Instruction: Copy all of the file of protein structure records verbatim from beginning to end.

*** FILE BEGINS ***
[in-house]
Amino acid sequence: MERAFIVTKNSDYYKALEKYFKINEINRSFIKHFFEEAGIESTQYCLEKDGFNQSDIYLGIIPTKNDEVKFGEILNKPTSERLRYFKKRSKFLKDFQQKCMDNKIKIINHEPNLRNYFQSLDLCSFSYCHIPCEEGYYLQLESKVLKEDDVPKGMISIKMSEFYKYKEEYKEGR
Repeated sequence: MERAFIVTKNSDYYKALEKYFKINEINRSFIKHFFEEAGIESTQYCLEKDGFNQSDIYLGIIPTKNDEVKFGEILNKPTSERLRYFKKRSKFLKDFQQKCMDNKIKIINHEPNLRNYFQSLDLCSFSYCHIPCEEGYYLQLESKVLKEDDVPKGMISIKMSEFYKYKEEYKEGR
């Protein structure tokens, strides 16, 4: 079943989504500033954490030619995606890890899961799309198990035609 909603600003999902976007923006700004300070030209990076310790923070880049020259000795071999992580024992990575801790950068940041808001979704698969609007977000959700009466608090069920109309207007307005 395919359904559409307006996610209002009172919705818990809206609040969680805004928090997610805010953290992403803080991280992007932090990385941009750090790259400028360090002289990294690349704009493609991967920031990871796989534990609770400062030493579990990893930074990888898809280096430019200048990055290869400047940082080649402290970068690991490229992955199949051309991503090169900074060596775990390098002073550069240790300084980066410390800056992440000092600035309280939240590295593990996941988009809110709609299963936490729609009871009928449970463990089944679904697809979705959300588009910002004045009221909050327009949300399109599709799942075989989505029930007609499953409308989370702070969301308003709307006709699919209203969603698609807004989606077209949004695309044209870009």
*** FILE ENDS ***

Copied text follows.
[in-house]
Amino acid sequence: MERAFIVTKNSDYYKALEKYFKINEINRSFIKHFFEEAGIESTQYCLEKDGFNQSDIYLGIIPTKNDEVKFGEILNKPTSERLRYFKKRSKFLKDFQQKCMDNKIKIINHEPNLRNYFQSLDLCSFSYCHIPCEEGYYLQLESKVLKEDDVPKGMISIKMSEFYKYKEEYKEGR
Repeated sequence: MERAFIVTKNSDYYKALEKYFKINEINRSFIKHFFEEAGIESTQYCLEKDGFNQSDIYLGIIPTKNDEVKFGEILNKPTSERLRYFKKRSKFLKDFQQKCMDNKIKIINHEPNLRNYFQSLDLCSFSYCHIPCEEGYYLQLESKVLKEDDVPKGMISIKMSEFYKYKEEYKEGR
């Protein structure tokens, strides 16, 4: 079943989504500033954490030619995606890890899961799309198990035609 909603600003999902976007923006700004300070030209990076310790923070880049020259000795071999992580024992990575801790950068940041808001979704698969609007977000959700009466608090069920109309207007307005 395919359904559409307006996610209002009172919705818990809206609040969680805004928090997610805010953290992403803080991280992007932090990385941009750090790259400028360090002289990294690349704009493609991967920031990871796989534990609770400062030493579990990893930074990888898809280096430019200048990055290869400047940082080649402290970068690991490229992955199949051309991503090169900074060596775990390098002073550069240790300084980066410390800056992440000092600035309280939240590295593990996941988009809110709609299963936490729609009871009928449970463990089944679904697809979705959300588009910002004045009221909050327009949300399109599709799942075989989505029930007609499953409308989370702070969301308003709307006709699919209203969603698609807004989606077209949004695309044209870009």